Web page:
Steering clear of the family bond theme that injected his previous work with cut-throat tension (Prisoners and, to an even larger extent, the Oscar-nominated Incendies), here, the helmer sinks his teeth into an emotional build-up to a largely inner implosion – its fuse threaded through the film and every so often exposed by inexplicable coincidences, strange dreamscapes or absurd dialogue, to persistently hint at the impending boom it’s carrying along. In more ways than one, Enemy goes off on a tangent, away from the narrative of its source material (José Saramago’s novel “O Homem Duplicado”) andruns counter to what we’ve come to expect from Villeneuve, with neither an a-ha twist nor a violent, upending outburst in sight.
A vehicle for both its auteur and its leading man, Enemy banks on Gyllenhaal’s scowl, as much as it does on his transformative posture and his uncanny knack for playing up pent turmoil to just-below-the-surface levels. Villeneuve winds around his contorted protagonist just like his camera winds around the Marilyn Monroe towers, eventually engaging the twist-grip to collapse the real into the imaginary, the women into metaphorical tarantulas and the city’s noises into ill-auguring mental buzzing. With a minimal, but well-cast distaff presence – especially noteworthy are Sarah Gadon’s delicately bracing awareness and Isabella Rossellini’s short, open-ended turn as Adam’s mother – the film only avails itself of the women for calibration. Adam and Anthony will stand or fall by their interaction with each other, rather than their romantic entanglements, which will succumb to the obligatory casualty status.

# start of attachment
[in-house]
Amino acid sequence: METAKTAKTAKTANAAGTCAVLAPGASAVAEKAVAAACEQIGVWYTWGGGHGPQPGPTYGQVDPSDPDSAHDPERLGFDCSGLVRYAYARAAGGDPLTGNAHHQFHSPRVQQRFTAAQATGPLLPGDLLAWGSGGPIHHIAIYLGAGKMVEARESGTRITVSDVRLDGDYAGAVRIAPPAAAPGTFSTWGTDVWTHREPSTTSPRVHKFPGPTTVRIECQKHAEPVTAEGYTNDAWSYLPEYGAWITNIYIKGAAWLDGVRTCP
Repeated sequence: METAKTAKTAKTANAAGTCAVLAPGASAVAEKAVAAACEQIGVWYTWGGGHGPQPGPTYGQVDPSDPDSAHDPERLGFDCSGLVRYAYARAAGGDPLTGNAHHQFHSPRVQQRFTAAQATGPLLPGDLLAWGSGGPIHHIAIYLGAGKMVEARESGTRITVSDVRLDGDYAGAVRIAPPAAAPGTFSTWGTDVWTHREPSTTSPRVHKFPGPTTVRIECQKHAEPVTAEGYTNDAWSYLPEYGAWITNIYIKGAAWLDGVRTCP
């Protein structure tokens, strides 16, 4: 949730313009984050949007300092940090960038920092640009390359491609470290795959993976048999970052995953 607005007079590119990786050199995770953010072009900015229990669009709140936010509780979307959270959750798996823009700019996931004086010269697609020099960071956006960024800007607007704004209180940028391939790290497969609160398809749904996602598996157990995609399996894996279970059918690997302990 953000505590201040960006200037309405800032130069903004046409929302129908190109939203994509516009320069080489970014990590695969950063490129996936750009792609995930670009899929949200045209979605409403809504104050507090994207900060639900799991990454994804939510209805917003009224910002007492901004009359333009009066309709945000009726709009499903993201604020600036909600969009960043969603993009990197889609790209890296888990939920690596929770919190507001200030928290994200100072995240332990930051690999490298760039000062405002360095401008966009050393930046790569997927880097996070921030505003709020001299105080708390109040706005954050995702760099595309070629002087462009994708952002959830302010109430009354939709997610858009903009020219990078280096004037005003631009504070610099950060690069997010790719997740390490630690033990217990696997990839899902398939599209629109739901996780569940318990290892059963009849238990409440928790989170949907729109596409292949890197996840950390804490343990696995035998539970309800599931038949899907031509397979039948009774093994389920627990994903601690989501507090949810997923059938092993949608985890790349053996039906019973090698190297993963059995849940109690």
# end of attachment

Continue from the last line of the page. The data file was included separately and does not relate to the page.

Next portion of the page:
In the end, as is naturally the case with all intricately-crafted doppelganger flicks, Enemy deals in questions, rather than forking over a skeleton key. As we catch a glimpse of the drain Adam’s been circling all the while, the simmering paranoia yielding to an inevitable, despairing yet anticlimactic face-off, Danny Bensi and Saunder Jurriaans’ score switches to the campier sounds of The Walker Brothers. And we know we’ve been in the presence of greatness, that which is inherent in a theme as culturally ubiquitous as “the double,” but rarely reveals itself on film, when the medium is molded by rushed directorial hands. Denis Villeneuve went at it slow and steady, hitting it right on the nose.